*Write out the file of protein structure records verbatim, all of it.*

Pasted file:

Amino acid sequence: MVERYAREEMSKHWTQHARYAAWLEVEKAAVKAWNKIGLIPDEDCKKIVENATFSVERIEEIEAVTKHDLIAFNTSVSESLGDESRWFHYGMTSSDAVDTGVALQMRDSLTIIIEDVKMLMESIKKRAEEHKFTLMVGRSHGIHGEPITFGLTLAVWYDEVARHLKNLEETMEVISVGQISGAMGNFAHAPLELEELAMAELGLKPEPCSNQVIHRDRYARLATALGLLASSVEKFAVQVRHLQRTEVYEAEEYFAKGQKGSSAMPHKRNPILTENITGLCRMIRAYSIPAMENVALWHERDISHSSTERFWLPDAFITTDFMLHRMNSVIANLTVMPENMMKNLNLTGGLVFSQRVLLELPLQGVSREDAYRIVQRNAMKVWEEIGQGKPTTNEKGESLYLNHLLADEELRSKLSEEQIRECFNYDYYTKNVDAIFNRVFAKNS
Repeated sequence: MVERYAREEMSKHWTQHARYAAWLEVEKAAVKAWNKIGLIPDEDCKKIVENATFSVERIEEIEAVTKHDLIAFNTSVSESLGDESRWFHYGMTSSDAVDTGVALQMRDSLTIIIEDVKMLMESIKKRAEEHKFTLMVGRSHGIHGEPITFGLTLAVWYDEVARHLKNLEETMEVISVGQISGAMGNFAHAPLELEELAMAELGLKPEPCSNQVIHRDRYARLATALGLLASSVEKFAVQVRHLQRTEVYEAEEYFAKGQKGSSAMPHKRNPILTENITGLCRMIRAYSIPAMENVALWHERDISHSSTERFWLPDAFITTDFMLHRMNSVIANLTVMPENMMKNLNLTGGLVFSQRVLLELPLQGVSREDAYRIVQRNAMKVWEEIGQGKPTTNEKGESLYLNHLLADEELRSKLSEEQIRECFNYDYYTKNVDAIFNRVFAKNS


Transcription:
Amino acid sequence: MVERYAREEMSKHWTQHARYAAWLEVEKAAVKAWNKIGLIPDEDCKKIVENATFSVERIEEIEAVTKHDLIAFNTSVSESLGDESRWFHYGMTSSDAVDTGVALQMRDSLTIIIEDVKMLMESIKKRAEEHKFTLMVGRSHGIHGEPITFGLTLAVWYDEVARHLKNLEETMEVISVGQISGAMGNFAHAPLELEELAMAELGLKPEPCSNQVIHRDRYARLATALGLLASSVEKFAVQVRHLQRTEVYEAEEYFAKGQKGSSAMPHKRNPILTENITGLCRMIRAYSIPAMENVALWHERDISHSSTERFWLPDAFITTDFMLHRMNSVIANLTVMPENMMKNLNLTGGLVFSQRVLLELPLQGVSREDAYRIVQRNAMKVWEEIGQGKPTTNEKGESLYLNHLLADEELRSKLSEEQIRECFNYDYYTKNVDAIFNRVFAKNS
Repeated sequence: MVERYAREEMSKHWTQHARYAAWLEVEKAAVKAWNKIGLIPDEDCKKIVENATFSVERIEEIEAVTKHDLIAFNTSVSESLGDESRWFHYGMTSSDAVDTGVALQMRDSLTIIIEDVKMLMESIKKRAEEHKFTLMVGRSHGIHGEPITFGLTLAVWYDEVARHLKNLEETMEVISVGQISGAMGNFAHAPLELEELAMAELGLKPEPCSNQVIHRDRYARLATALGLLASSVEKFAVQVRHLQRTEVYEAEEYFAKGQKGSSAMPHKRNPILTENITGLCRMIRAYSIPAMENVALWHERDISHSSTERFWLPDAFITTDFMLHRMNSVIANLTVMPENMMKNLNLTGGLVFSQRVLLELPLQGVSREDAYRIVQRNAMKVWEEIGQGKPTTNEKGESLYLNHLLADEELRSKLSEEQIRECFNYDYYTKNVDAIFNRVFAKNS